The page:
Updated from 9:40 a.m. EST

It seems Sumner and Mel are doing OK after all. Or well enough.

Viacom

(VIA) - Get Report

announced a resolution Thursday to the much-debated dispute between its top two executives. The media conglomerate said it reached new employment agreements with CEO Sumner Redstone and operating chief Mel Karmazin, and that Karmazin will stay through May 2006.

Speculation has been rife for many moons over the fate of the highly-thought-of pair. As the process of negotiating Karmazin's new contract dragged on over the past months -- it was set to expire this year -- some Wall Street wags thought Karmazin might leave for

AOL Time Warner

(AOL)

or another Viacom rival.

At the heart of the negotiations, according to the chatter, has been the remuneration and responsibility sought by Karmazin, balanced against Redstone's own desire for credit and operational authority. Karmazin's new contract appears to give Redsteone more power in major decisions, while strengthening Karmazin's hand by giving him more of what could politely be referred to as "screw you" money.

Karmazin, a tireless advertising salesman, is considered by many on Wall Street to be key to the success of Viacom, which merged with CBS in 2000. Viacom also owns VH-1, UPN, Simon & Schuster and other properties.

The threat of Karmazin's departure, along with the usual economic and geopolitical factors, has weighed heavily on Viacom's stock over the past few months. Shares in Viacom, down from their 52-week high of $51.89, rose $1.64 Thursday, or more than 4%, to trade at $40.39.

Clearing the Air

The resolution of Karmazin's employment issue erases "a material overhang" on Viacom's stock, according to Merrill Lynch analyst Jessica Reif Cohen, and is "a material positive" for the company's operations, given Karmazin's management expertise. Cohen has a buy rating on the stock and a $50 price target; Merrill has received investment banking fees from Viacom over the past 12 months, and managed Viacom's most recent public offering, sometime within the past three years.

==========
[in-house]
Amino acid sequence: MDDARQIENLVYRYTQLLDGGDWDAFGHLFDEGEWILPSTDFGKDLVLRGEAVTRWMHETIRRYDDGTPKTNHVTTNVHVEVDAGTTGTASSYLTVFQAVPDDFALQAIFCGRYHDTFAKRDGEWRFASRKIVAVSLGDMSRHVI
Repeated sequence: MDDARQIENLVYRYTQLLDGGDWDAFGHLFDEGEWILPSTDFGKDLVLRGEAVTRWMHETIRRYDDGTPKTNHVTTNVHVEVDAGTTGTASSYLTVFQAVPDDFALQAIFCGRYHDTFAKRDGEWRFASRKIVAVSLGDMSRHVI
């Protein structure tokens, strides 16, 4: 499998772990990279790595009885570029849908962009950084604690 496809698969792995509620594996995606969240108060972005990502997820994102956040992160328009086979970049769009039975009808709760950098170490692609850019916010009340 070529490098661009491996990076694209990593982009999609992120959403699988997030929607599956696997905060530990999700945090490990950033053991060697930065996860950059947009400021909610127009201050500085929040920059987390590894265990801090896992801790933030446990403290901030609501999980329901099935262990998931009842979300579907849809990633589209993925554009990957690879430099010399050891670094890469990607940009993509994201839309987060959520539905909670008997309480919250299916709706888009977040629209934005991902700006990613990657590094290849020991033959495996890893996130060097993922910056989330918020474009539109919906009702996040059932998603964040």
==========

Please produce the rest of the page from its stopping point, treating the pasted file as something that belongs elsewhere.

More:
The new contract appears to give Redstone greater authority over Karmazin, though it also makes it easier for Karmazin to enjoy a well-compensated departure if Redstone exercises that authority. For example, Redstone enjoys "full and final decision-making authority" over corporate policy and stragegy, such as "significant" acquisitions and sales. But if Redstone overrules Karmazin on such a decision, Karmazin can step down while collecting full compensation for the remaining portion of his contract.

The new agreement gives Karmazin a $1 million annual salary, a "target bonus" for 2003 of $6.7 million, and deferred compensation that starts at $3 million in 2003 and grows from there.

In 2001, the last year for which Karmazin's compensation is publicly available, he received $3.3 million in salary, a $12 million bonus and 750,000 stock options expiring in 2011. Those options have a strike price of $57.01, putting them now under water.